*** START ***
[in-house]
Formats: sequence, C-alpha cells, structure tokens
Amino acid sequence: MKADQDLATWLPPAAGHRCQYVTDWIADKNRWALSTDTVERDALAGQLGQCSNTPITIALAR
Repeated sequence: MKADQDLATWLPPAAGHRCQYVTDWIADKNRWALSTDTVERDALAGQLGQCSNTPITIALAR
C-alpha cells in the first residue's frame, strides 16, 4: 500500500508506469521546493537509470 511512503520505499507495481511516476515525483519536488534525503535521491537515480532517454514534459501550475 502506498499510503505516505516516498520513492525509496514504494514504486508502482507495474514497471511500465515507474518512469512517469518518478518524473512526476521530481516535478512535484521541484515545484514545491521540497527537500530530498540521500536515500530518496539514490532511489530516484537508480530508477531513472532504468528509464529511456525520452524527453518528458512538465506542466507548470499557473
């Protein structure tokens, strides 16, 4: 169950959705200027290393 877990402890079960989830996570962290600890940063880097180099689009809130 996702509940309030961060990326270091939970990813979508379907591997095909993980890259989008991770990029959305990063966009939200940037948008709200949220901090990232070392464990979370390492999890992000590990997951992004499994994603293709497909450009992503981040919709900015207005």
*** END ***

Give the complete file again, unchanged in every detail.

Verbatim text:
[in-house]
Formats: sequence, C-alpha cells, structure tokens
Amino acid sequence: MKADQDLATWLPPAAGHRCQYVTDWIADKNRWALSTDTVERDALAGQLGQCSNTPITIALAR
Repeated sequence: MKADQDLATWLPPAAGHRCQYVTDWIADKNRWALSTDTVERDALAGQLGQCSNTPITIALAR
C-alpha cells in the first residue's frame, strides 16, 4: 500500500508506469521546493537509470 511512503520505499507495481511516476515525483519536488534525503535521491537515480532517454514534459501550475 502506498499510503505516505516516498520513492525509496514504494514504486508502482507495474514497471511500465515507474518512469512517469518518478518524473512526476521530481516535478512535484521541484515545484514545491521540497527537500530530498540521500536515500530518496539514490532511489530516484537508480530508477531513472532504468528509464529511456525520452524527453518528458512538465506542466507548470499557473
């Protein structure tokens, strides 16, 4: 169950959705200027290393 877990402890079960989830996570962290600890940063880097180099689009809130 996702509940309030961060990326270091939970990813979508379907591997095909993980890259989008991770990029959305990063966009939200940037948008709200949220901090990232070392464990979370390492999890992000590990997951992004499994994603293709497909450009992503981040919709900015207005």